Chinese state-owned firm, COSCO Shipping Corporation Limited (COSCO) has gained a foothold in Hamburg, Germany’s largest seaport.
On Sep 21 it was confirmed that COSCO subsidiary, COSCO Shipping Ports Limited (CSPL), will take a 35 percent stake in Container Terminal Tollerort GmbH (CTT). Antitrust authorities have yet to approve the deal.1,2,3
HHLA, which saw volumes at its Hamburg terminals fall 7.2 percent in the first three months of 2021,4 announced in June that negotiations were underway with COSCO. HHLA hopes that additional traffic and infrastructure investment will flow from a strategic partnership with COSCO, while COSCO seek linkage effects for shipping services through the operation of its own global terminal network.5
A state champion aligned with Beijing’s maritime ambitions
COSCO is the world’s third largest container carrier measured by capacity, and the fifth largest port terminal operator in terms of throughput.6,7 It was born in its current form, through the complicated merger, in 2015-2016, of COSCO with its rival, China Shipping Group (CSG), emerging as a formidable national champion.8
COSCO’s ownership structure is a hybrid of state owned and public company. The firm’s global expansion is in line with Beijing’s interests, and its growth has been facilitated by access to state capital,9 though it can be difficult to disentangle COSCO’s political and commercial drivers.
Beijing’s declared ambition of becoming a global “maritime power”10 includes the development of China’s maritime industries and merchant navy – a strategy that is clearly in line with the interests of COSCO’s executives and shareholders.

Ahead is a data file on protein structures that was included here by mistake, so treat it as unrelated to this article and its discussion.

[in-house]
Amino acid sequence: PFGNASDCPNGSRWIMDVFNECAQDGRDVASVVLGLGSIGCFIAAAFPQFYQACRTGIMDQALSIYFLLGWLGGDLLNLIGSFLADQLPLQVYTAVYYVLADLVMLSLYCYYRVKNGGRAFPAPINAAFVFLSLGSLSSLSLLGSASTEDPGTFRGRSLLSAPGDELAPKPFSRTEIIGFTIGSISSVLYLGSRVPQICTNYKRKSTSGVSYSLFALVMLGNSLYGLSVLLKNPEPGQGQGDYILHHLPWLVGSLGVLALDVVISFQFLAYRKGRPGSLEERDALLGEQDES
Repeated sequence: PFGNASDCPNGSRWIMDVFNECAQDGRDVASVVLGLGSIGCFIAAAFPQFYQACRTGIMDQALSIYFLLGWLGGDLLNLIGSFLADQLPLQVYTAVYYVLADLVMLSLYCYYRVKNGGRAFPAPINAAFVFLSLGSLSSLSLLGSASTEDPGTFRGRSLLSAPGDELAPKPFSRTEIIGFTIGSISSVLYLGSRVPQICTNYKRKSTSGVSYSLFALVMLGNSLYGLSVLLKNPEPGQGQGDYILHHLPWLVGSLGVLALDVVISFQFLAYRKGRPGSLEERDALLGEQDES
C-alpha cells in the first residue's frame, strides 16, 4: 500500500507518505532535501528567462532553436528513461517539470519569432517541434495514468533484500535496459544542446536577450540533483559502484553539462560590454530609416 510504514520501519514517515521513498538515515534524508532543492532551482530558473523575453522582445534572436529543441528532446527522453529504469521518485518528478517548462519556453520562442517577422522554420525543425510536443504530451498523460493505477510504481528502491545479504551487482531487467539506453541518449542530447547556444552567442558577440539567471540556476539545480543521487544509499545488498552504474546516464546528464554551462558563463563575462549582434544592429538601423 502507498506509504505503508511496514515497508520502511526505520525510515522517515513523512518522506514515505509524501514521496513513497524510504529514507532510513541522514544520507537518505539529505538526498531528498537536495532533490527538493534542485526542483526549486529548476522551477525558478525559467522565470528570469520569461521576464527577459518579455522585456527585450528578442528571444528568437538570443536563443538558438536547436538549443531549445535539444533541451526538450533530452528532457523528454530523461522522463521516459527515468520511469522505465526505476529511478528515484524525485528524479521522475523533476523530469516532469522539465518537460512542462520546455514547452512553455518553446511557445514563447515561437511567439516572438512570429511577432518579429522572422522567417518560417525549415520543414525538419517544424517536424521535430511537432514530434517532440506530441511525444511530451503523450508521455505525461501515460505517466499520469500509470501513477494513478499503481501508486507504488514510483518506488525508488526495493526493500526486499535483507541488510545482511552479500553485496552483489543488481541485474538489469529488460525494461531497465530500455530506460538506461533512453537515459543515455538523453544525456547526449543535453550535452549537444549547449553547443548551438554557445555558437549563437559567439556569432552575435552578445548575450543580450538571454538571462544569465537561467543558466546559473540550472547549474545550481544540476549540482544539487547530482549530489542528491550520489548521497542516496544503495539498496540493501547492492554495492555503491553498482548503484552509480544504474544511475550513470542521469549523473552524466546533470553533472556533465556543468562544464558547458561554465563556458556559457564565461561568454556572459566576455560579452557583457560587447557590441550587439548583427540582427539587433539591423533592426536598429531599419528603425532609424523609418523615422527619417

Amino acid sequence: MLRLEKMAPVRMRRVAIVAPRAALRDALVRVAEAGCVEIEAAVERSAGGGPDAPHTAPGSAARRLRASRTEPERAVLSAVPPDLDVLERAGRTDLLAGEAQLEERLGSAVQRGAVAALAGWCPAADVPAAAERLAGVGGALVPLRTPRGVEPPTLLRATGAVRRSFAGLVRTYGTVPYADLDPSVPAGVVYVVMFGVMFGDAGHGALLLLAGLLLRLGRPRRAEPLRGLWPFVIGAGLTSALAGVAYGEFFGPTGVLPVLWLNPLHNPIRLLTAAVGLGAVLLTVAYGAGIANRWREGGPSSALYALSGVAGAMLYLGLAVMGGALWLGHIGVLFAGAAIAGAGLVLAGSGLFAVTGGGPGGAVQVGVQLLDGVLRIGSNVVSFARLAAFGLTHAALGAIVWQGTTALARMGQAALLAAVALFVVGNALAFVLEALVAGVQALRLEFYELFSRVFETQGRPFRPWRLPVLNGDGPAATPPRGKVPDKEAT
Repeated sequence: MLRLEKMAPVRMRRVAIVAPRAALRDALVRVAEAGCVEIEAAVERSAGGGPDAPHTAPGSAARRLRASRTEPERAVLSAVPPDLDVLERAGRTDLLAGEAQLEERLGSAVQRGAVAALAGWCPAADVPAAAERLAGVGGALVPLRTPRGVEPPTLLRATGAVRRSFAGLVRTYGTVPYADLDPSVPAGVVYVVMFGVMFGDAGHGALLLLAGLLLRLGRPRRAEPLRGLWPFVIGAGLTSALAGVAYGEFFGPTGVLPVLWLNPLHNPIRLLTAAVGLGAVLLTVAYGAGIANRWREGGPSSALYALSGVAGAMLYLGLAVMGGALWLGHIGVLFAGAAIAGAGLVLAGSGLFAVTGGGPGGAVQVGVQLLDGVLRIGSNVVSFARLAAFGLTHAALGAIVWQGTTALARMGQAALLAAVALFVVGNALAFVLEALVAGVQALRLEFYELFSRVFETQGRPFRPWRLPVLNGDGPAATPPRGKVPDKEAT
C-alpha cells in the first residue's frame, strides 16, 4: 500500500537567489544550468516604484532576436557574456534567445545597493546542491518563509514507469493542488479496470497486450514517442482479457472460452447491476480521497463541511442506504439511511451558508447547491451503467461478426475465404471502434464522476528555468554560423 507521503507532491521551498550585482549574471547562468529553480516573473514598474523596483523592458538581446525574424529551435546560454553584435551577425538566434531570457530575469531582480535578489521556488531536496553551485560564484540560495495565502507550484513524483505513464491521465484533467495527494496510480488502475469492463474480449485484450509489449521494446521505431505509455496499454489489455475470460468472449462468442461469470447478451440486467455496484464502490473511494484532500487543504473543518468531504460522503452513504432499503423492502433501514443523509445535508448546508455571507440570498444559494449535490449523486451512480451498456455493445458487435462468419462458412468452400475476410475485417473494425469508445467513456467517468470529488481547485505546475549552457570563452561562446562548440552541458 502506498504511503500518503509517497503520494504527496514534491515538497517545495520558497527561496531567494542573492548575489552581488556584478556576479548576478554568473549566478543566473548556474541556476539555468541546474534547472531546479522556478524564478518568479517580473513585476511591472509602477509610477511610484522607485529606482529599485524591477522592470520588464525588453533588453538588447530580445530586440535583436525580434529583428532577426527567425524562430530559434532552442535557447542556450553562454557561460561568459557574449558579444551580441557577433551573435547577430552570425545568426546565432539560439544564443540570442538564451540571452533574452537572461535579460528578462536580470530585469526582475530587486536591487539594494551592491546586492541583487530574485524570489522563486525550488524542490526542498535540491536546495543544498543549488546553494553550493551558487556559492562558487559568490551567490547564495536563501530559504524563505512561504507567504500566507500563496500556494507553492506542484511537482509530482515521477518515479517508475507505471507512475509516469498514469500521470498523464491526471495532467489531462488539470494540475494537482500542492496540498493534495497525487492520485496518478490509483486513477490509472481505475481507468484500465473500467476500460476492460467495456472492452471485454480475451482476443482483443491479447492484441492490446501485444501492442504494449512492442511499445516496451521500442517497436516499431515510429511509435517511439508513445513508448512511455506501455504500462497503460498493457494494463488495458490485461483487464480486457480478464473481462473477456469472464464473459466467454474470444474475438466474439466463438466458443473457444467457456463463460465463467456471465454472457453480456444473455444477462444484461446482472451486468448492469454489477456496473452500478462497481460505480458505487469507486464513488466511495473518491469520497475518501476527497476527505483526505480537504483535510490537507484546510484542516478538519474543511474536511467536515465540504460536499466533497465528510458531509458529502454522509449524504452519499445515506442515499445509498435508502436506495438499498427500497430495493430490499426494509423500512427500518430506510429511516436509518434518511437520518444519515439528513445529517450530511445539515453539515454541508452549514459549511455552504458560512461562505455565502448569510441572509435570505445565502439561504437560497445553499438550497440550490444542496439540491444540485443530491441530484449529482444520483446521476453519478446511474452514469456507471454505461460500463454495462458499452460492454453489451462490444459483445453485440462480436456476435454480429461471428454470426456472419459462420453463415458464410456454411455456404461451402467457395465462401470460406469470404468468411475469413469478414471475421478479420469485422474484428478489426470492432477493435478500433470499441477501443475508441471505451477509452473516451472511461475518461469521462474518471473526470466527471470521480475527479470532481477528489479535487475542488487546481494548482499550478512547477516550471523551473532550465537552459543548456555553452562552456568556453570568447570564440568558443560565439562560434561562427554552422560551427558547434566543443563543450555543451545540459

Chinese firms control 10 percent of European shipping
There are three Chinese companies involved in European ports: COSCO, China Merchants Port Holdings Company (CMP) (招商局港口控股), which is the world’s sixth largest terminal operator, and Hutchison Port Holdings Limited (Hutchison) – a private Hong Kong group that is the world’s number two operator. Of these, COSCO is the most relevant actor – it is the only operator that is also a shipping carrier, and it is the only state-owned Chinese actor with controlling shares in European terminals.
COSCO achieved its ambition of operating its own port in Europe in 2008 when, facilitated by the global economic crisis, it gained a 35-year lease to manage piers 2 and 3 at the Athens port of Piraeus. In 2016, the Greek government sold its majority stake in the Piraeus Port Authority (PPA) to COSCO, as Greece was under pressure to repay debt to the EU and International Monetary Fund.
Although the takeover has not been without controversies, Piraeus under COSCO’s leadership has become the busiest port in the Mediterranean and the fourth busiest in Europe, up from 17th place in 2007.11